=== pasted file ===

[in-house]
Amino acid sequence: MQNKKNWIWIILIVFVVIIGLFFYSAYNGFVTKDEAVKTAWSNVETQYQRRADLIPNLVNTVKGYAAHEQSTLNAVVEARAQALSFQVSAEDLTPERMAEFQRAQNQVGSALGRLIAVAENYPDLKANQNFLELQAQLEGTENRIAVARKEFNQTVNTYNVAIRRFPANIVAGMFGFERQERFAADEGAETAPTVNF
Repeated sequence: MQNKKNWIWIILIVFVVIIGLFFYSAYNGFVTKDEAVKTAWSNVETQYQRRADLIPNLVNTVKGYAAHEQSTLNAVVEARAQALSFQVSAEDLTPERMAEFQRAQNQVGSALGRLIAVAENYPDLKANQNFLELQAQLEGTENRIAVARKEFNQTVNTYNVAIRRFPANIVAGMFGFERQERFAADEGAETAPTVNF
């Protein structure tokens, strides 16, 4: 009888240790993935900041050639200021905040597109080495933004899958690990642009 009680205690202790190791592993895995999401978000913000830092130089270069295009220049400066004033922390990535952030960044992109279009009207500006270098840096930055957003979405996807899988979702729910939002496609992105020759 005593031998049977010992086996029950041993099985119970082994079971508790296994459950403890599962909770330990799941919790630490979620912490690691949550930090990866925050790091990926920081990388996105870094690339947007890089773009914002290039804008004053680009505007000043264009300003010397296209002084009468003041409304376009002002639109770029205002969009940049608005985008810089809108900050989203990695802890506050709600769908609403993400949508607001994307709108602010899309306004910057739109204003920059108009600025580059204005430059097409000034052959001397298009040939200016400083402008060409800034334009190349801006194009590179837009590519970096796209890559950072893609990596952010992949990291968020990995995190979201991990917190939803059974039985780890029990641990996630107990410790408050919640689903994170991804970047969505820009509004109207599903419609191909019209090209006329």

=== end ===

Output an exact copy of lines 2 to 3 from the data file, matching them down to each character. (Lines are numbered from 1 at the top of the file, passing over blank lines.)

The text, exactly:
Amino acid sequence: MQNKKNWIWIILIVFVVIIGLFFYSAYNGFVTKDEAVKTAWSNVETQYQRRADLIPNLVNTVKGYAAHEQSTLNAVVEARAQALSFQVSAEDLTPERMAEFQRAQNQVGSALGRLIAVAENYPDLKANQNFLELQAQLEGTENRIAVARKEFNQTVNTYNVAIRRFPANIVAGMFGFERQERFAADEGAETAPTVNF
Repeated sequence: MQNKKNWIWIILIVFVVIIGLFFYSAYNGFVTKDEAVKTAWSNVETQYQRRADLIPNLVNTVKGYAAHEQSTLNAVVEARAQALSFQVSAEDLTPERMAEFQRAQNQVGSALGRLIAVAENYPDLKANQNFLELQAQLEGTENRIAVARKEFNQTVNTYNVAIRRFPANIVAGMFGFERQERFAADEGAETAPTVNF